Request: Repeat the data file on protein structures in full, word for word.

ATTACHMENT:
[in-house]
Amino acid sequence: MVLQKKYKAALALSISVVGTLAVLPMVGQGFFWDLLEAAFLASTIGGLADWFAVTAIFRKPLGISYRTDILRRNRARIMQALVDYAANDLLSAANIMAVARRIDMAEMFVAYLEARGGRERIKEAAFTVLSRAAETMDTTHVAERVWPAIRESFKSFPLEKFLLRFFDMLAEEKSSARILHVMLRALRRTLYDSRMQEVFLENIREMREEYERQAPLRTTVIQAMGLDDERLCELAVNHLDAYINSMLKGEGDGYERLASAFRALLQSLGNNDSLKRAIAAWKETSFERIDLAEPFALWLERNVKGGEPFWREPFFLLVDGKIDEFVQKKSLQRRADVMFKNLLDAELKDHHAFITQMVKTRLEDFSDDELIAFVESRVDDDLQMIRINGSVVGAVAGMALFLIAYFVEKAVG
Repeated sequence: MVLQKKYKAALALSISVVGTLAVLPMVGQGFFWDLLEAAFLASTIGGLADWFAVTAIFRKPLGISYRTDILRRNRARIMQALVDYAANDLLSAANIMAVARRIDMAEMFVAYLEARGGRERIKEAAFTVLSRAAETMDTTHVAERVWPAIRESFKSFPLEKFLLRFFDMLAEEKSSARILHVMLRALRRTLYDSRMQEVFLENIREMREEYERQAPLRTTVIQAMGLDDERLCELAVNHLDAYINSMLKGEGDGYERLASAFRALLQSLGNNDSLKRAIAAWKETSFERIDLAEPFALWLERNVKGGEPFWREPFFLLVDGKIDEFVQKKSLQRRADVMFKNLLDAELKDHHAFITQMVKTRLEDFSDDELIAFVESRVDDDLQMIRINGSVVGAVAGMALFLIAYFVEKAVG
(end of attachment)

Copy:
[in-house]
Amino acid sequence: MVLQKKYKAALALSISVVGTLAVLPMVGQGFFWDLLEAAFLASTIGGLADWFAVTAIFRKPLGISYRTDILRRNRARIMQALVDYAANDLLSAANIMAVARRIDMAEMFVAYLEARGGRERIKEAAFTVLSRAAETMDTTHVAERVWPAIRESFKSFPLEKFLLRFFDMLAEEKSSARILHVMLRALRRTLYDSRMQEVFLENIREMREEYERQAPLRTTVIQAMGLDDERLCELAVNHLDAYINSMLKGEGDGYERLASAFRALLQSLGNNDSLKRAIAAWKETSFERIDLAEPFALWLERNVKGGEPFWREPFFLLVDGKIDEFVQKKSLQRRADVMFKNLLDAELKDHHAFITQMVKTRLEDFSDDELIAFVESRVDDDLQMIRINGSVVGAVAGMALFLIAYFVEKAVG
Repeated sequence: MVLQKKYKAALALSISVVGTLAVLPMVGQGFFWDLLEAAFLASTIGGLADWFAVTAIFRKPLGISYRTDILRRNRARIMQALVDYAANDLLSAANIMAVARRIDMAEMFVAYLEARGGRERIKEAAFTVLSRAAETMDTTHVAERVWPAIRESFKSFPLEKFLLRFFDMLAEEKSSARILHVMLRALRRTLYDSRMQEVFLENIREMREEYERQAPLRTTVIQAMGLDDERLCELAVNHLDAYINSMLKGEGDGYERLASAFRALLQSLGNNDSLKRAIAAWKETSFERIDLAEPFALWLERNVKGGEPFWREPFFLLVDGKIDEFVQKKSLQRRADVMFKNLLDAELKDHHAFITQMVKTRLEDFSDDELIAFVESRVDDDLQMIRINGSVVGAVAGMALFLIAYFVEKAVG